Information provided by the National Breast Cancer Foundation, Inc., includes the following frequently asked questions:

Can physical activity reduce the risk of breast cancer?
Exercise boosts the immune system and helps you to keep your weight in check. With as little as three hours of exercise per week, or about 30 minutes a day, a woman can begin to lower her risk of breast cancer. This doesn’t require going to a gym either. Power walking is more than sufficient!

Can a healthy diet help to prevent breast cancer?
A nutritious, low-fat diet (30 grams or less) with plenty of fruits and green and orange vegetables can help reduce the risk of developing breast cancer. A high-fat diet increases the risk because fat triggers estrogen production that can fuel tumor growth.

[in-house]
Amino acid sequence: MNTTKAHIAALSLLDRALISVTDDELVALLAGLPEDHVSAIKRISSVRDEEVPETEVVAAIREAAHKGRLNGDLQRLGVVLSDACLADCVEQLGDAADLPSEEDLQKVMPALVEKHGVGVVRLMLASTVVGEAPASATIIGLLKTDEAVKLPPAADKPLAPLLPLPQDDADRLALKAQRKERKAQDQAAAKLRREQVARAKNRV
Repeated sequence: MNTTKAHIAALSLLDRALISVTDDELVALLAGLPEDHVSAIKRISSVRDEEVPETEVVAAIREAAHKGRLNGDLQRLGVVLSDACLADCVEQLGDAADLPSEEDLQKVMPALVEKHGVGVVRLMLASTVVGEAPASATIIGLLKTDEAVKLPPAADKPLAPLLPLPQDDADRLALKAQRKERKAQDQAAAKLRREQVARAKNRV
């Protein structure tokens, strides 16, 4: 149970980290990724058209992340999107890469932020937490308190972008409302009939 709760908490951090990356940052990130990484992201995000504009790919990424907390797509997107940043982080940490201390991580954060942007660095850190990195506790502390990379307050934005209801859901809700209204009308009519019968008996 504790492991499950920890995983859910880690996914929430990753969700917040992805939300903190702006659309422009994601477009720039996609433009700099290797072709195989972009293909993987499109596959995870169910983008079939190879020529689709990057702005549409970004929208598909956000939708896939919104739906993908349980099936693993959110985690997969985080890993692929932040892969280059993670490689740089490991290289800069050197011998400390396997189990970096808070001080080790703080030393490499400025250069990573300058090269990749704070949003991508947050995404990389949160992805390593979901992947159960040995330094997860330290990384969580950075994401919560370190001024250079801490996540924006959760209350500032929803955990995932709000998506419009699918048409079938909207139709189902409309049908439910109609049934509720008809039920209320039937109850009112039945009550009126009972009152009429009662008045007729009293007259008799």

Does smoking cause breast cancer?
Smoking is a confirmed risk factor for many types of cancer. Recent has confirmed that smoking is a contributing risk factor for developing breast cancer. Additionally, second hand smoke is also a risk factor for cancer. So if you are a smoker, help yourself in a significant way and join a smoking cessation program to help you stop. The day you stop smoking the healing can begin and each week in which you are smoke-free, you give yourself increasing advantages for a healthier life. Smoking also directly contributes to heart and other lung diseases, too.

Can drinking alcohol increase the risk of breast cancer?